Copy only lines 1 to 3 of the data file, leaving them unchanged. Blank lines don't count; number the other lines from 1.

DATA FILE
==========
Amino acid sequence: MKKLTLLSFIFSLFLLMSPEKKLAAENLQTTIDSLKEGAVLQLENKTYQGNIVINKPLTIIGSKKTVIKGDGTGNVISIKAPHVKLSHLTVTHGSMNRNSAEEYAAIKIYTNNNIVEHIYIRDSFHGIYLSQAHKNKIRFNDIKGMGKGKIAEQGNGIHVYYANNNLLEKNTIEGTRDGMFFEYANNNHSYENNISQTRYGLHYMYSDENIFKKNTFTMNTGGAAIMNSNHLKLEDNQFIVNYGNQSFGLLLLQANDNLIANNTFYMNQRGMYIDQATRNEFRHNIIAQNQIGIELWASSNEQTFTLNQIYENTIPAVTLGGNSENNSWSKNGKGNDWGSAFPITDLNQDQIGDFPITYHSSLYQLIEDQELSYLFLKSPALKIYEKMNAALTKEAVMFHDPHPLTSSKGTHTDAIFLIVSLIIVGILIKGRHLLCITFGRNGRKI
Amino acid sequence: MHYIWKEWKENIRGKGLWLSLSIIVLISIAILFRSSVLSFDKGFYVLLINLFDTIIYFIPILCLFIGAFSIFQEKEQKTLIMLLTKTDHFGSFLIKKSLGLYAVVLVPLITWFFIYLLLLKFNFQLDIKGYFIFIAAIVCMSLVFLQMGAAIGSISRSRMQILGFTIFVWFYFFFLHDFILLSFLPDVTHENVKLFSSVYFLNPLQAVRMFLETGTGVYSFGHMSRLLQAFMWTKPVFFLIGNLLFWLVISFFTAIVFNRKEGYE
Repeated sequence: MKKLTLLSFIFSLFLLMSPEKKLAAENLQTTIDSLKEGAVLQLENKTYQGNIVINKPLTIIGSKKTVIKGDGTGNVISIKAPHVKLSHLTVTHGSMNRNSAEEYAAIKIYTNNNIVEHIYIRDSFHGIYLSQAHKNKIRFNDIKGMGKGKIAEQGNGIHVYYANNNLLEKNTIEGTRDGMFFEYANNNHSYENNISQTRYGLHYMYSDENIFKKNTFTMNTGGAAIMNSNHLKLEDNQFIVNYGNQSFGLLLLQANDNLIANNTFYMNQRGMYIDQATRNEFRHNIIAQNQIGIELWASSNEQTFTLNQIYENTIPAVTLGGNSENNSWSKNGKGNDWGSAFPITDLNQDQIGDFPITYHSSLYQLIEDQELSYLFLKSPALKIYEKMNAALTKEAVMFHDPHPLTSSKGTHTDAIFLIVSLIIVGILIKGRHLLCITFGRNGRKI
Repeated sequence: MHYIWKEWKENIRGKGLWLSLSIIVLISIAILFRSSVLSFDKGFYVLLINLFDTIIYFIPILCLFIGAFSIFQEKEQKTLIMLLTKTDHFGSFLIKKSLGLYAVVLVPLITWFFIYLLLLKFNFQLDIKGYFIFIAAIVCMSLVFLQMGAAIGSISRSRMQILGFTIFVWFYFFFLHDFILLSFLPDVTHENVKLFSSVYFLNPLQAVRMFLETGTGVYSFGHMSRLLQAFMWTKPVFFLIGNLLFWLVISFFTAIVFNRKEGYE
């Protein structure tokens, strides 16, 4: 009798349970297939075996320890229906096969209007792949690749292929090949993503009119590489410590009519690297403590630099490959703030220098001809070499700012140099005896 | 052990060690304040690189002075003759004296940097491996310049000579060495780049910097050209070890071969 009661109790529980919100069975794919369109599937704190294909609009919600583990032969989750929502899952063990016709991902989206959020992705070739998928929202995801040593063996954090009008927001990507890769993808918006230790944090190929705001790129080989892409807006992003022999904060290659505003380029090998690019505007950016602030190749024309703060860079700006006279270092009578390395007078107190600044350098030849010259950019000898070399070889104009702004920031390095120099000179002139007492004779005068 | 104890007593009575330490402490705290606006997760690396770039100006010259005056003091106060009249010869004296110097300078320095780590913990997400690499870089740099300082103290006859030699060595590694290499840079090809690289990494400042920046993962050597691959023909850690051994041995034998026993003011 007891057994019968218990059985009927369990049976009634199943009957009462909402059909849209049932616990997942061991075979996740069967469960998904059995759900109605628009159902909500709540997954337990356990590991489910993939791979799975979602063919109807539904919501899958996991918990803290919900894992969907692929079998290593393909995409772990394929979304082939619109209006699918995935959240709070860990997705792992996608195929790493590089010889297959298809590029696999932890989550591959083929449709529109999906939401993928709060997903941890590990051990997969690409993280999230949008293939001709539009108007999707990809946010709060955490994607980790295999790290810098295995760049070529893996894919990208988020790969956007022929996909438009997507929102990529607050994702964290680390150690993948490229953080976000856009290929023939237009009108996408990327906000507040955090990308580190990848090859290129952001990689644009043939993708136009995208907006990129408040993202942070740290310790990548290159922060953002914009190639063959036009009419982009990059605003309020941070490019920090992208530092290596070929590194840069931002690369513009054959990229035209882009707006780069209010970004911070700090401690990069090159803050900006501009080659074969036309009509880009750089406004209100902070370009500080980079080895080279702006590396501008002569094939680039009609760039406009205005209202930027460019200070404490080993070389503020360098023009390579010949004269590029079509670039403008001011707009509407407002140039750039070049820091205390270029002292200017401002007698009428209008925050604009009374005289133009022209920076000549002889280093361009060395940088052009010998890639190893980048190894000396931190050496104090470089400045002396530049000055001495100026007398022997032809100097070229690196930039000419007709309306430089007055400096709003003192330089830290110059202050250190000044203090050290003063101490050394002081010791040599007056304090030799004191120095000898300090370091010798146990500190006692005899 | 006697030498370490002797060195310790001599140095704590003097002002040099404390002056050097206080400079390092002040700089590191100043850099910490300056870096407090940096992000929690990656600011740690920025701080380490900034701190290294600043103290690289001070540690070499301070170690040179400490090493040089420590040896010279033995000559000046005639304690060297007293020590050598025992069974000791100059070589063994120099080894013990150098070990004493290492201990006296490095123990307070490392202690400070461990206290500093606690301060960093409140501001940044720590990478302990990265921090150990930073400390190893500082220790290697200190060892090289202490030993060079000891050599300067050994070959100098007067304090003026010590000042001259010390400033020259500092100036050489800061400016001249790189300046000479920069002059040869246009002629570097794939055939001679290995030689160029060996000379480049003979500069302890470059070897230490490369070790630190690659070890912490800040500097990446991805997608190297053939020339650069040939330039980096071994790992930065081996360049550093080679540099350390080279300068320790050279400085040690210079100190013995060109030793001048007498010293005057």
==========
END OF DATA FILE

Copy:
Amino acid sequence: MKKLTLLSFIFSLFLLMSPEKKLAAENLQTTIDSLKEGAVLQLENKTYQGNIVINKPLTIIGSKKTVIKGDGTGNVISIKAPHVKLSHLTVTHGSMNRNSAEEYAAIKIYTNNNIVEHIYIRDSFHGIYLSQAHKNKIRFNDIKGMGKGKIAEQGNGIHVYYANNNLLEKNTIEGTRDGMFFEYANNNHSYENNISQTRYGLHYMYSDENIFKKNTFTMNTGGAAIMNSNHLKLEDNQFIVNYGNQSFGLLLLQANDNLIANNTFYMNQRGMYIDQATRNEFRHNIIAQNQIGIELWASSNEQTFTLNQIYENTIPAVTLGGNSENNSWSKNGKGNDWGSAFPITDLNQDQIGDFPITYHSSLYQLIEDQELSYLFLKSPALKIYEKMNAALTKEAVMFHDPHPLTSSKGTHTDAIFLIVSLIIVGILIKGRHLLCITFGRNGRKI
Amino acid sequence: MHYIWKEWKENIRGKGLWLSLSIIVLISIAILFRSSVLSFDKGFYVLLINLFDTIIYFIPILCLFIGAFSIFQEKEQKTLIMLLTKTDHFGSFLIKKSLGLYAVVLVPLITWFFIYLLLLKFNFQLDIKGYFIFIAAIVCMSLVFLQMGAAIGSISRSRMQILGFTIFVWFYFFFLHDFILLSFLPDVTHENVKLFSSVYFLNPLQAVRMFLETGTGVYSFGHMSRLLQAFMWTKPVFFLIGNLLFWLVISFFTAIVFNRKEGYE
Repeated sequence: MKKLTLLSFIFSLFLLMSPEKKLAAENLQTTIDSLKEGAVLQLENKTYQGNIVINKPLTIIGSKKTVIKGDGTGNVISIKAPHVKLSHLTVTHGSMNRNSAEEYAAIKIYTNNNIVEHIYIRDSFHGIYLSQAHKNKIRFNDIKGMGKGKIAEQGNGIHVYYANNNLLEKNTIEGTRDGMFFEYANNNHSYENNISQTRYGLHYMYSDENIFKKNTFTMNTGGAAIMNSNHLKLEDNQFIVNYGNQSFGLLLLQANDNLIANNTFYMNQRGMYIDQATRNEFRHNIIAQNQIGIELWASSNEQTFTLNQIYENTIPAVTLGGNSENNSWSKNGKGNDWGSAFPITDLNQDQIGDFPITYHSSLYQLIEDQELSYLFLKSPALKIYEKMNAALTKEAVMFHDPHPLTSSKGTHTDAIFLIVSLIIVGILIKGRHLLCITFGRNGRKI